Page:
Supreme Court will take on Colorado same-sex wedding cake case
FILE - In this March 10, 2014, file photo, Masterpiece Cakeshop owner Jack Phillips decorates a cake inside his store in Lakewood, Colo.
The Supreme Court is taking on a new clash between gay rights and religion in a case about a wedding cake for a same-sex couple in Colorado.
The justices said Monday they will consider whether a baker who objects to same-sex marriage on religious grounds can refuse to make a wedding cake for a gay couple.
In 2012, Charlie Craig and David Mullins were turned away by Masterpiece Cakeshop owner Jack Phillips when they requested a custom wedding cake. The couple planned to marry in Massachusetts and wanted a cake to celebrate in Colorado.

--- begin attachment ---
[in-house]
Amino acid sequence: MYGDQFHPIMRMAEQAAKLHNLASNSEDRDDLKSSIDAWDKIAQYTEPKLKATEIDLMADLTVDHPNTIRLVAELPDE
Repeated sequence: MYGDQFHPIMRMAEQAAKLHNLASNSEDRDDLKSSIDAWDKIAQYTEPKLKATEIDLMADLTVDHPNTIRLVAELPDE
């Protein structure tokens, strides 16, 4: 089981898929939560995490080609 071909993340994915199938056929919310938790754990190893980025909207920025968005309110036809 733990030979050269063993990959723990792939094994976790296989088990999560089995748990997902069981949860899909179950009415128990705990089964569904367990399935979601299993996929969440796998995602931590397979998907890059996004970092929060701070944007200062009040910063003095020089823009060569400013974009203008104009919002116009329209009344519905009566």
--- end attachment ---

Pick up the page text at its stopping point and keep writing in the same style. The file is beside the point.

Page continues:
The Lakewood baker lost his case in a lower court which ruled he must provide the service despite his Christian beliefs.
The case, Masterpiece Cakeshop v. Colorado Civil Rights Commission, asks the high court to balance the religious rights of the baker against the couple's right to equal treatment under the law. Similar disputes have popped up across the United States.
Attorneys with the American Civil Liberties Union filed the case on behalf of the couple. Previously, the couple had complained to the Colorado Civil Rights Division which determined the shop violated state law which prohibits refusal of service based on race, sex, marital status or sexual orientation.
The decision to take on the case reflects renewed energy among the court's conservative justices, whose ranks have recently been bolstered by the addition of Justice Neil Gorsuch to the high court.